What a weird new song for Bob Dylan to drop—and what better time to drop it. “Weird” with its full Shakespearean force, as in the “weird sisters” of “Macbeth,” possessing “the supernatural power of dealing with fate or destiny.” And “new”—well, new to us, at any rate.

In announcing the song on Twitter early Friday morning, Dylan described it only as “an unreleased song we recorded a while back.” By the sound of it—both Dylan’s voice and the spare piano/upright bass/violin/drum arrangement—“Murder Most Foul” was recorded sometime in the past decade. The song’s reference to our searching for John F. Kennedy’s soul “for the last fifty years” might pin it to 2013, until we know better. Dylan last released original material on his album “Tempest,” from 2012. Ever since, he’s been covering the Great American Songbook, notably large portions of the Frank Sinatra catalogue. “Murder Most Foul” is the first evidence of original songwriting that we’ve had in eight years from one of the most original songwriters of our era.

The first half of the song is disappointing. When I’d finished playing the track on YouTube, the autoplay sent me directly into “Desolation Row,” which is a pretty canny pull for an algorithm to make from a new release. But—though it pains me to say it—the song’s opening minutes more closely resemble a doggerel version of Don McLean’s eight-and-a-half minute pseudo-epic “American Pie,” with aspirations to “Sympathy for the Devil.” “I’m goin’ to Woodstock, it’s the Aquarian age, / Then I’ll go to Altamont and sit near the stage”: if they weren’t written by Dylan, would anyone take lines like these seriously? Or these, which open the song:

’Twas a dark day in Dallas, November, ’63
The day that would live on in infamy

President Kennedy was a-ridin’ high
Good day to be livin’ and a good day to die

Being led to the slaughter like a sacrificial lamb
He said, “Wait a minute, boys, you know who I am?”

“ ’Twas,” indeed: at least it wasn’t a dark and stormy night. We recognize Dylan’s playfulness in the invented Kennedy quote, of course—a playfulness underscored by his voice in the recording—and hear the allusion to F.D.R.’s Pearl Harbor speech in the second line, and to the Book of Isaiah in the sixth.

But all the clichés (including Kennedy riding into Dallas like a cowboy in the third line) aren’t adding up to much. The “Desolation Row”-style associative lyrics actively invite speculation from the kind of amateur sleuth for whom the term “Dylanologist” was coined. Reading through the YouTube comments section, I was initially tempted to compare it to a QAnon-style conspiracy message board—until I began running into literal invocations of QAnon. The song is seventeen minutes long; “Q” is the seventeenth letter of the alphabet. Coincidence?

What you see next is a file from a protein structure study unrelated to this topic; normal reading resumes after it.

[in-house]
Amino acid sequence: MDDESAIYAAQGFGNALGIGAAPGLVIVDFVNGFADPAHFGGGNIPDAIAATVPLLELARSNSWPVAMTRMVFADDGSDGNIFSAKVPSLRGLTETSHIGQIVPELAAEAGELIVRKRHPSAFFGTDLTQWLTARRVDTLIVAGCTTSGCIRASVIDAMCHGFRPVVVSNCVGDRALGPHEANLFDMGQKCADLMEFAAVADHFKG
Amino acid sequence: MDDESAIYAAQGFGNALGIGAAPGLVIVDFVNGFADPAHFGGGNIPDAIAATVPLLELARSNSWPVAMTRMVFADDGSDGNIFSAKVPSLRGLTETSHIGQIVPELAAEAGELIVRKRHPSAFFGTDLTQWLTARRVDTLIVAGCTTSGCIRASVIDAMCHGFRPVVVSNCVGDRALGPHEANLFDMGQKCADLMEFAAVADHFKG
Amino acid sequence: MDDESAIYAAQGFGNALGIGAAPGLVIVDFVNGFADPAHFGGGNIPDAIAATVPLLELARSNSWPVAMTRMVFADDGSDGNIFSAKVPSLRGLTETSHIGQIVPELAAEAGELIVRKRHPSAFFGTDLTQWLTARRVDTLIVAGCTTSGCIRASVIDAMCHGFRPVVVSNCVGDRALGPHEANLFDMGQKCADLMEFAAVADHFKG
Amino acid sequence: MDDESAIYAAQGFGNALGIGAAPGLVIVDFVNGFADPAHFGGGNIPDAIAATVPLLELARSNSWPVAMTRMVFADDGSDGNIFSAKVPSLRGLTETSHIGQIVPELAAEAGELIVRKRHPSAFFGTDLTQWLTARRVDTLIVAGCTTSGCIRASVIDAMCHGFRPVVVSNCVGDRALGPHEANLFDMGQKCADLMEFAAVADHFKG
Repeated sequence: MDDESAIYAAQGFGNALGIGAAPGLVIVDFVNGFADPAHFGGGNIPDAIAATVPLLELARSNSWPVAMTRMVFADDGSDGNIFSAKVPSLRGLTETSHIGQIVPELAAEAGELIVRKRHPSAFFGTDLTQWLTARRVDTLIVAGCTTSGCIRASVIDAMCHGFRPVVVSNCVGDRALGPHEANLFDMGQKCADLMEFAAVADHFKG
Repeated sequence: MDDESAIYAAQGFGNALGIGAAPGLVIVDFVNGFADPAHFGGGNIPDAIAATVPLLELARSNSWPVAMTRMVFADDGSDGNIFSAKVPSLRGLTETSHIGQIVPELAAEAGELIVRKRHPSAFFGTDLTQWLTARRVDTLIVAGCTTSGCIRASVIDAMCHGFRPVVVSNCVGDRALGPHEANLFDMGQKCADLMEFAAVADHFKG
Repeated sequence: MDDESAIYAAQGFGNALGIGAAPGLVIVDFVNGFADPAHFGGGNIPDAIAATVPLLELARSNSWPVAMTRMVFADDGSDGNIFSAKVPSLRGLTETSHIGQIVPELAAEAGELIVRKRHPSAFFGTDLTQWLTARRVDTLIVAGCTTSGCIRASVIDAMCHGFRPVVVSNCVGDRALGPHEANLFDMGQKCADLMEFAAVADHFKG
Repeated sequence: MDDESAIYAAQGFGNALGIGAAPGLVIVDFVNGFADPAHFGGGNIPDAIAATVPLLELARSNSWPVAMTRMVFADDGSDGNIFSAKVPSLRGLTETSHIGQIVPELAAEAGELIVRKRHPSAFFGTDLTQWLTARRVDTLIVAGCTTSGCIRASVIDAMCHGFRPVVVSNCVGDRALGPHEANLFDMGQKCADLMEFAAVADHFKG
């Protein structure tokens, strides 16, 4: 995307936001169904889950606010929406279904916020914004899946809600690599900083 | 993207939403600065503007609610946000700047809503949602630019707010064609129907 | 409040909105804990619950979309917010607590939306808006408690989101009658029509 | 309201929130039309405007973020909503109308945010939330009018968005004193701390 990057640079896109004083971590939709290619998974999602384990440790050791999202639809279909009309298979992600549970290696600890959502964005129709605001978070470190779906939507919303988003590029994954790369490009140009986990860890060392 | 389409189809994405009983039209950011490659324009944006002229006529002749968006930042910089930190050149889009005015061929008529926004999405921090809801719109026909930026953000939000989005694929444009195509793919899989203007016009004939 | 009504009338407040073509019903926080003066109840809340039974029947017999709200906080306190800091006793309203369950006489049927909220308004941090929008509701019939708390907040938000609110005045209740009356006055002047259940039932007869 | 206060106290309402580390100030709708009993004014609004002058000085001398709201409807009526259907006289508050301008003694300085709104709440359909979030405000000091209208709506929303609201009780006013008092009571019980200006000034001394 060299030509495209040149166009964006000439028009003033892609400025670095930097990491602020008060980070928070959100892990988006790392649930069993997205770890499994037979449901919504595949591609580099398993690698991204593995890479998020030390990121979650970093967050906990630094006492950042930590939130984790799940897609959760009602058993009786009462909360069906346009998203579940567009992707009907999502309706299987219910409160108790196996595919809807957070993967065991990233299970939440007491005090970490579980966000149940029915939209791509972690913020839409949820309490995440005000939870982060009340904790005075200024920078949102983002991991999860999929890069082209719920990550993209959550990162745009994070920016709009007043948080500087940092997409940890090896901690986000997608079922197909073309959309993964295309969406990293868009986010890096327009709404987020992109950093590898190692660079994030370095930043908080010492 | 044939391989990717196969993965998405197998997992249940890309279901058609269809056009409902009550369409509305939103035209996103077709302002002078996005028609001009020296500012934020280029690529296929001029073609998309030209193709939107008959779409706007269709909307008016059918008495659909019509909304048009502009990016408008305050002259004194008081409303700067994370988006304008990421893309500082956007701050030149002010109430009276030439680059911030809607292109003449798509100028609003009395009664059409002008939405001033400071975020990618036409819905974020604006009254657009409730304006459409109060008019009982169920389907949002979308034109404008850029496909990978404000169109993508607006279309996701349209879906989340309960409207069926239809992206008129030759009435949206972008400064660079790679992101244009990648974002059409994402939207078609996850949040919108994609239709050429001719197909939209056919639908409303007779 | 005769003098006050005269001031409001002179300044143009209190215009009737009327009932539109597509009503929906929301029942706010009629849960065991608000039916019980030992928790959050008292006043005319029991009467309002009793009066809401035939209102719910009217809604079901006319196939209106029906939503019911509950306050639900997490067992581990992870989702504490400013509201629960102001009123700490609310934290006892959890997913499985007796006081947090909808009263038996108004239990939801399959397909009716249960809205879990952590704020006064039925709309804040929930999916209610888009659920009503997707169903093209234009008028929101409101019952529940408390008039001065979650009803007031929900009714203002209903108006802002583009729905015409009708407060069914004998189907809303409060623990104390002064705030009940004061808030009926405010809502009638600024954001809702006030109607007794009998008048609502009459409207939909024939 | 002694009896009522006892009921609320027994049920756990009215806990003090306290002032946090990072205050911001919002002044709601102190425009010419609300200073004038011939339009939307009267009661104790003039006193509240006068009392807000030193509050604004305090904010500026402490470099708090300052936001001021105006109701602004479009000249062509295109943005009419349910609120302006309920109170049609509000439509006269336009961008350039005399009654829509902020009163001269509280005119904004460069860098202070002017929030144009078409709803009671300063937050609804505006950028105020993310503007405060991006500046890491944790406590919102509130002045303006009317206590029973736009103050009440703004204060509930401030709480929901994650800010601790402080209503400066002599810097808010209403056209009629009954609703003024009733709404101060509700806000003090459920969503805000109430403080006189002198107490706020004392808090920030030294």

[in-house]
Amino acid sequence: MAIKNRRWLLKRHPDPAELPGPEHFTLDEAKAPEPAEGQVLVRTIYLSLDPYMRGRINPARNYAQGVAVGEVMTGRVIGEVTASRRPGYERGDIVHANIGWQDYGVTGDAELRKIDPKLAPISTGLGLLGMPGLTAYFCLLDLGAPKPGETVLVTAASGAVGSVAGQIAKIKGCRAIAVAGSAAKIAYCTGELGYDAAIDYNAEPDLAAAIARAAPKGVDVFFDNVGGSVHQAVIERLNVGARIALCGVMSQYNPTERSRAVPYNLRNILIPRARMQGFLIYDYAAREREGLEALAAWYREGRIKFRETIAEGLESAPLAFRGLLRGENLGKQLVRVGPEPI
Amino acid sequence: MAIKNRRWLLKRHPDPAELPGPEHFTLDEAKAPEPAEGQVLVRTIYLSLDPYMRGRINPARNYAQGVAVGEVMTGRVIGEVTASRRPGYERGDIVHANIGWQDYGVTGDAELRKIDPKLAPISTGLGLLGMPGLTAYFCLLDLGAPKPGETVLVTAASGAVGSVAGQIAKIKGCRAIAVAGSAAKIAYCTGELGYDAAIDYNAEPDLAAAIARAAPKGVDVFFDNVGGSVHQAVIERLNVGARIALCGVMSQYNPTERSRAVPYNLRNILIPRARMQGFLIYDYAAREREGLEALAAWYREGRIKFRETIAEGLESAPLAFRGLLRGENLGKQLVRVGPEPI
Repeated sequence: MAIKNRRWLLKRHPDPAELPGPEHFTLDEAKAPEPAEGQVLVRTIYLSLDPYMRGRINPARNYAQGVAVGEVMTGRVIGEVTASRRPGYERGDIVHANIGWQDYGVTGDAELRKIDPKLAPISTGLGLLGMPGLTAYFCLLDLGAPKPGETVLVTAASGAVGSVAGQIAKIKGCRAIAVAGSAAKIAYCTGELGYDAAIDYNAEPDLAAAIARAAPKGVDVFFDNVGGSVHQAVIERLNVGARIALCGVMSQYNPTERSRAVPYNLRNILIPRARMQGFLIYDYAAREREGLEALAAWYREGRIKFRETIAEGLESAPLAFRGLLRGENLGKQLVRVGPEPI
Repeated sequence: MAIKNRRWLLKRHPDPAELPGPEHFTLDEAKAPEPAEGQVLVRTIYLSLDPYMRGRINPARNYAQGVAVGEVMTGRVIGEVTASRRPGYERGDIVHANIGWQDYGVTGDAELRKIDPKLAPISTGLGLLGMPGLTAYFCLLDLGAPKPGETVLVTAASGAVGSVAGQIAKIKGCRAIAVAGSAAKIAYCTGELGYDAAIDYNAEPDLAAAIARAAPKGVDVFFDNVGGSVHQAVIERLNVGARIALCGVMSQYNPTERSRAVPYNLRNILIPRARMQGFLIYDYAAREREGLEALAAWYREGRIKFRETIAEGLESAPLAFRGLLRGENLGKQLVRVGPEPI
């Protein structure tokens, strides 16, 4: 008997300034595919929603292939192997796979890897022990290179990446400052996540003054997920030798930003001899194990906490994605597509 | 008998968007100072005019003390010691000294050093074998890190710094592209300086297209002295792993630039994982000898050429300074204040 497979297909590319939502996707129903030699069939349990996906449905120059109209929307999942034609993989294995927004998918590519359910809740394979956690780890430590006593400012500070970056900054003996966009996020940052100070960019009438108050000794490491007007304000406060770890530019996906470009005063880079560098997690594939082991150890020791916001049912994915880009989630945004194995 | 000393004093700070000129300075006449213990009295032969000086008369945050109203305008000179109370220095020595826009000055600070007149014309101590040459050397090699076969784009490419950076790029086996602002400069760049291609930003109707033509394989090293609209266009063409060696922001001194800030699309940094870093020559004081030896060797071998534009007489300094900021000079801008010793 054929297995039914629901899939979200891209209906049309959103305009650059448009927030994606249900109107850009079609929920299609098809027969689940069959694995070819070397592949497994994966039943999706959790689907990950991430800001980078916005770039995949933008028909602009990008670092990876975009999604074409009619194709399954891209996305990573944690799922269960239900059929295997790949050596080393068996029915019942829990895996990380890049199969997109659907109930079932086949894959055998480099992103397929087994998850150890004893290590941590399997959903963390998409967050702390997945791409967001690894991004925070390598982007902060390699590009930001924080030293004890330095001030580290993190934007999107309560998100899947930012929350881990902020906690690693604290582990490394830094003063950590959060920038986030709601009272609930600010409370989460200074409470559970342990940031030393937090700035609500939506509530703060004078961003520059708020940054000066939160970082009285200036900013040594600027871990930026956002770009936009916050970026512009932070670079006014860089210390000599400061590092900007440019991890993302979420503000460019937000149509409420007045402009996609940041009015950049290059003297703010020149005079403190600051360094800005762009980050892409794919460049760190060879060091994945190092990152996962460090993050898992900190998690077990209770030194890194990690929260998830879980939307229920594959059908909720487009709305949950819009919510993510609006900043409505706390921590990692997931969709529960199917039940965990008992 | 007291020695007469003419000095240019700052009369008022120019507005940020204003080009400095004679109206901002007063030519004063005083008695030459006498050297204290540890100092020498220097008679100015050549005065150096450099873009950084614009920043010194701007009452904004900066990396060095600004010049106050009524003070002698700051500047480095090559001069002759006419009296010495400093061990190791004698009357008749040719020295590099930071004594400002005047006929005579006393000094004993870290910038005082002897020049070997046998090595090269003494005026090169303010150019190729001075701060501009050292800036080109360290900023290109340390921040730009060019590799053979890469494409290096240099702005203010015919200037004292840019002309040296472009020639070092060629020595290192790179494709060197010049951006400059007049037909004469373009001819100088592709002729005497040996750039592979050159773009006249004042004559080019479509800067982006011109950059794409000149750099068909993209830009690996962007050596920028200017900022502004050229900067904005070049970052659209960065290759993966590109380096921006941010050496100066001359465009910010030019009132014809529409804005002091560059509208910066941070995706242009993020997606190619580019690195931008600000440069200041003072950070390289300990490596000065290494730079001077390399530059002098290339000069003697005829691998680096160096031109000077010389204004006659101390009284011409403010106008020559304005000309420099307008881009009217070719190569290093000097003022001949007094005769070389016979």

The first half of the song often descends into doggerel in a way that “Desolation Row” never does. The relatively brisk (at eleven minutes and twenty seconds) closing track on “Highway 61 Revisited” is both allusive and elusive; for its first ten minutes, “Murder Most Foul” is merely allusive.

Then something amazing happens—Wolfman Jack shows up and starts to play tracks. We’re presented with another version of the Great American Songbook, one that would have Sinatra turning in his grave. Indeed, the last seven minutes of the song resemble nothing so much as a playlist from one of the “Theme Time Radio Hour” shows that Dylan hosted from 2006 to 2009.

Wolfman Jack, he’s speaking in tongues
He’s going on and on at the top of his lungs

Play me a song, Mr. Wolfman Jack
Play it for me in my long Cadillac

Play me that only the good die young
Take me to the place Tom Dooley was hung

“Speaking in tongues”: this is what Greil Marcus calls “the shape of things to come,” “prophecy and the American voice.” The lyric “my long Cadillac” calls out to a late-fifties Warren Smith deep track, “Uranium Rock,” which Dylan covered in live shows (sometimes with Tom Petty) in the mid-eighties. “Only the good die young” is, of course, Billy Joel’s twist on the old saw; the Kingston Trio charted with “Tom Dooley” in 1958.

“Play” becomes the controlling verb for the remainder of the song and opens the majority of the song’s remaining lines. The song-as-playlist reaches far and wide, with an admirable ecumenicism—the Eagles are there, and Fleetwood Mac, and Stan Getz, and Patsy Cline, the Everly Brothers, John Lee Hooker, the Animals, and the Who. The song closes by inscribing itself into the corpus of American song through which American history is both forged and preserved:

Play “Love Me or Leave Me,” by the great Bud Powell,
Play “The Blood-Stained Banner,” play “Murder Most Foul.”





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